Tough Time, Nice Time

Jon Haynes and David Woods
Barbican Pit

Production photo

David Woods and Jon Haynes – who perform under the title of Ridiculusmus - have been working together now for fifteen years and they can always be relied on to come up with something different.

Tough Time, Nice Time is the third Ridiculusmus show the Barbican has commissioned.

Their latest work, which was created and written during a series of improvisations, reading and travel over a two year period, is a conversation piece about sex, movies, celebrity and genocide.

Two naked Germans sit in a bath facing each other. The bath represents a gay sauna in Bangkok.

Haynes plays a lawyer who describes how he watched a rent boy he had befriended bleed to death in his flat and did nothing.

Woods plays a ghost writer whose family served in the SS. “I like to see people suffer,” he says. “It gives me great pleasure.”

The lawyer’s mother was a prostitute and one day when he was a boy he came home to find that she had gone and left no forwarding address.

Woods and Haynes just sit in the bath - two film buffs in the buff - and chat and tell sadomasochistic stories. (All story-tellers, we are told, are liars and can’t be trusted.)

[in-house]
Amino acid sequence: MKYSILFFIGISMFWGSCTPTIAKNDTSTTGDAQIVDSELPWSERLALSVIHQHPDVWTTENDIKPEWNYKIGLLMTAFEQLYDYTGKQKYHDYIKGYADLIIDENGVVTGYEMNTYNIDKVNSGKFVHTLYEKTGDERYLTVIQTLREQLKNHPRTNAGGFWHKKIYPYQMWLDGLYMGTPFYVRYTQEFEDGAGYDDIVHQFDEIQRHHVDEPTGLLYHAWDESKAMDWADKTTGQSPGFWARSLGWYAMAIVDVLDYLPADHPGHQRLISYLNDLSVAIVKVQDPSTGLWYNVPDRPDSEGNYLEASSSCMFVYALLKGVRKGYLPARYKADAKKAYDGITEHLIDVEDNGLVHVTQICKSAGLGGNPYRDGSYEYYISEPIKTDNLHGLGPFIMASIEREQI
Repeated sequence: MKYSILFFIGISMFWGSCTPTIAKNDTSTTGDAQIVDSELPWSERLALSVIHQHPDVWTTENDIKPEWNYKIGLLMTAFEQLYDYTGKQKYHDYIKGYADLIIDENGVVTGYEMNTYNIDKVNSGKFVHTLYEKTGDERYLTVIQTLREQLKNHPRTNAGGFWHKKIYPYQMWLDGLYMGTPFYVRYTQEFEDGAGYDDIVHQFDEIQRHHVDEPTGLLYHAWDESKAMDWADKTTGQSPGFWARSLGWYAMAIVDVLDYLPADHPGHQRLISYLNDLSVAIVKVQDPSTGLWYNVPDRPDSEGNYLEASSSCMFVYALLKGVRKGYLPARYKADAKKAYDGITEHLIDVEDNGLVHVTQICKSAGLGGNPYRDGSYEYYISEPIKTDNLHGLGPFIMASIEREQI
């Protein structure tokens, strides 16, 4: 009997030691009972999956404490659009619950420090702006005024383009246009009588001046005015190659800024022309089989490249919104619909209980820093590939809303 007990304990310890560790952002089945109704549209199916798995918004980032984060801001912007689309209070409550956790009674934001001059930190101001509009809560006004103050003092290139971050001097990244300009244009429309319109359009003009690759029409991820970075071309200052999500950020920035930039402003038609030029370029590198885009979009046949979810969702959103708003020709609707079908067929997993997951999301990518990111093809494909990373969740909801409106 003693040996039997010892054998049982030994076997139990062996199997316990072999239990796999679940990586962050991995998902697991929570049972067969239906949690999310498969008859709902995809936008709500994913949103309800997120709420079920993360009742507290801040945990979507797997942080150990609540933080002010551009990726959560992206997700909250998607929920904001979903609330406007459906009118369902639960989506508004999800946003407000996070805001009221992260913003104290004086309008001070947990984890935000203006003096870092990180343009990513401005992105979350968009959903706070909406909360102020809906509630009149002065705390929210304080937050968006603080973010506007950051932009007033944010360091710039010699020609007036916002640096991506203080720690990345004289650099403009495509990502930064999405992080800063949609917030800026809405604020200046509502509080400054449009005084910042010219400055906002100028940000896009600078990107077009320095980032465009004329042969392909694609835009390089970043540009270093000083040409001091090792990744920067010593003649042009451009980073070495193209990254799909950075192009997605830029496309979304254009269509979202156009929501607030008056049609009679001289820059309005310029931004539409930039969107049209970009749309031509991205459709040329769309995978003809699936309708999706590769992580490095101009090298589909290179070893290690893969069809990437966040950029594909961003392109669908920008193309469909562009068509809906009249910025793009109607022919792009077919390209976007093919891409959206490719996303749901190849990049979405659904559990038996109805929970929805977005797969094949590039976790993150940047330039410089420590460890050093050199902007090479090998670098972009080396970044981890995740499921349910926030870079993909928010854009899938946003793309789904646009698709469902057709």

Both men deny they are gay. A pass is, nevertheless, made, but instantly brushed aside.

Nothing happens. There is no funny business, no changing character, no meta-theatricality. Aficionados of Ridiculusmus may be disappointed.

Woods and Haynes, as you would expect after fifteen years, are totally at ease in each other’s company, but, good actors though they are, Tough Time, Nice Time doesn’t go anywhere.

Audiences coming to Ridiculusmus for the first time may well think it’s all a lot of old Bangkok. Some people will find the crude dialogue distasteful.

Until 15th March

Gail-Nina Anderson reviewed this production on tour at Northern Stage, Newcastle

Reviewer: Robert Tanitch